When Tom Petty sat down to write the title track to Wildflowers, there were no elaborate plans in sight. The lyrics came quickly, the melody followed suit, and before long, Petty had a wonderfully sentimental song in his lap. “You belong somewhere you feel free.” Where did that come from? Who was he singing to? He spoke to his therapist about it at the time.
“I told him [the therapist] I wasn’t sure,” he told Warren Zanes for his book Petty: The Biography. “And then he said ‘I know. The song is about you. That’s you singing to yourself what you needed to hear.’ It kind of knocked me back, but I realized he was right. It was me singing to me.”
Much of what ended up becoming the 1994 Wildflowers album came from a similar point of origin. In the midst of dealing with a broken marriage, substance issues, and the overarching unpredictable direction of his life, Petty found himself in the deepest rut he had ever been in — a rut that happened to double as one of the most insightful songwriting periods of his career. The beautiful, bitter irony of Wildflowers came down to something many of us inevitably experience at one point or another: we often create our strongest work at our lowest points.
“I broke through to something else,” he said to Rolling Stone’s David Fricke in 2014. “My personal life came crashing down, and it derailed me for a while. But I was at the top of my game during that record.”
As we well know, not everything Petty wrote made it onto the record. The initial idea had been to release a double album, but, ultimately, only 15 songs made the final cut. Now, after years of talks and teases, “All The Rest” of Wildflowers is out and about in the world — three years after Petty’s death.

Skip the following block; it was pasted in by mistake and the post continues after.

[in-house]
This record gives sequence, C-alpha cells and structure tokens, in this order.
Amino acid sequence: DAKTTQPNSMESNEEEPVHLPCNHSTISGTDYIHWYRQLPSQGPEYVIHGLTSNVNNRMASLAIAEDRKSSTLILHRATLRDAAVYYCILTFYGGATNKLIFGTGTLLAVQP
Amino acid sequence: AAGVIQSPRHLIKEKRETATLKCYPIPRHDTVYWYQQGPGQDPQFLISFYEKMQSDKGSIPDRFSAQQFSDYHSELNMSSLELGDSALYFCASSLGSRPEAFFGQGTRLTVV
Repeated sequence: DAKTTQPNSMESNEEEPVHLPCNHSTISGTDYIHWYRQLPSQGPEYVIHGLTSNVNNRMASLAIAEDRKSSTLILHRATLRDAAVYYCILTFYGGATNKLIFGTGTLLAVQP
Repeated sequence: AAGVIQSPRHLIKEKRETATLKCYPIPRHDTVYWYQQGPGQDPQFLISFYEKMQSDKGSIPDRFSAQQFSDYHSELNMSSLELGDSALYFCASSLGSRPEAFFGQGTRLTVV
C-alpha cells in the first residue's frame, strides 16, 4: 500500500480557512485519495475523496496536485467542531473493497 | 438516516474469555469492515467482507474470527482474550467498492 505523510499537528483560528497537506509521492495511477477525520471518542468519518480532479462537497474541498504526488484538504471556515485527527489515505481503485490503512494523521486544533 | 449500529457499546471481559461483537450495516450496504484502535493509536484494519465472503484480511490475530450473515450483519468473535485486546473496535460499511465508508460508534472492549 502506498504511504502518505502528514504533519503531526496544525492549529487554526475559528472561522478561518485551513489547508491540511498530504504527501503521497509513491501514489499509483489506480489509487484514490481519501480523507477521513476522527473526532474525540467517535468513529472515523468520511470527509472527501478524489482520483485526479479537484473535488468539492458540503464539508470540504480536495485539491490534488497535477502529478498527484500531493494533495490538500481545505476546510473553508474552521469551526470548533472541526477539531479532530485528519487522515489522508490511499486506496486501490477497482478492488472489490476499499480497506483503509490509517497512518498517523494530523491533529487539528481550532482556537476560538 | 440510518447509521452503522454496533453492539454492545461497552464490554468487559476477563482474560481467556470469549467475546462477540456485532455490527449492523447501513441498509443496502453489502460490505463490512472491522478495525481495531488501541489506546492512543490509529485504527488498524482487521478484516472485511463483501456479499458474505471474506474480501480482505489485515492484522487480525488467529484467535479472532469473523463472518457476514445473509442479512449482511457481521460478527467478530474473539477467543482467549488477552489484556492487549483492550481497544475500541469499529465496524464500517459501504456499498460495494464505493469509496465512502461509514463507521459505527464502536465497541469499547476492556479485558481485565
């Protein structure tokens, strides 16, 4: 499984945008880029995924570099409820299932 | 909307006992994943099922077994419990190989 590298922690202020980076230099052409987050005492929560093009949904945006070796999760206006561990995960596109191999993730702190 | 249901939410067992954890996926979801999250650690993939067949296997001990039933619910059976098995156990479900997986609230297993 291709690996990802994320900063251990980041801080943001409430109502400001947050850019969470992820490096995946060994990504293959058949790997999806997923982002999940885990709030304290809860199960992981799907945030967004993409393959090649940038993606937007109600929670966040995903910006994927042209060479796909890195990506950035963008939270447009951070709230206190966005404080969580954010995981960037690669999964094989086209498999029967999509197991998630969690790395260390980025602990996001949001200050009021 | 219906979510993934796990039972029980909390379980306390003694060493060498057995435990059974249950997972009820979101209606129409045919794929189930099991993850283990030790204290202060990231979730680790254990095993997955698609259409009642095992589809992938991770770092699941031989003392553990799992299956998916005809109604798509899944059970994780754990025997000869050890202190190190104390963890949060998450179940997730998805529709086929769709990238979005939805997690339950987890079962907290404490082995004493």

The reality is that much of what would have been the second LP of Wildflowers has already been heard. Many of the songs, like “California,” “Hope You Never,” and “Hung Up And Overdue” would find their place on Songs and Music from “She’s the One” in 1996, or given to others, like “Leave Virginia Alone,” a song that was passed off to Rod Stewart in 1995.
But the six previously unheard songs echo the same mentality that the original Wildflowers contains: a complex mixture of lost love, solitude, and freedom that is, hopefully, just on the horizon.
“Some people just stay in one place, some people take off and run, one jump ahead of whatever’s out there,” he sings on “A Feeling of Peace.” Fellow drifters will relate.
“So much confusion has torn me apart,” he tenderly sings on “Confusion Wheel,” “And I don’t know how to love, and I don’t know who to trust, and I don’t know why that is.”
We often see our heroes as having most, if not all, of the answers. Petty’s immense success through the 70s and 80s seemed concrete proof of that. But when things began to crumble, Petty — however subconsciously — chose to tell the truth. Part of that truth included the heartache, but another part of it included the one thing that he thought would pull him through it all: love.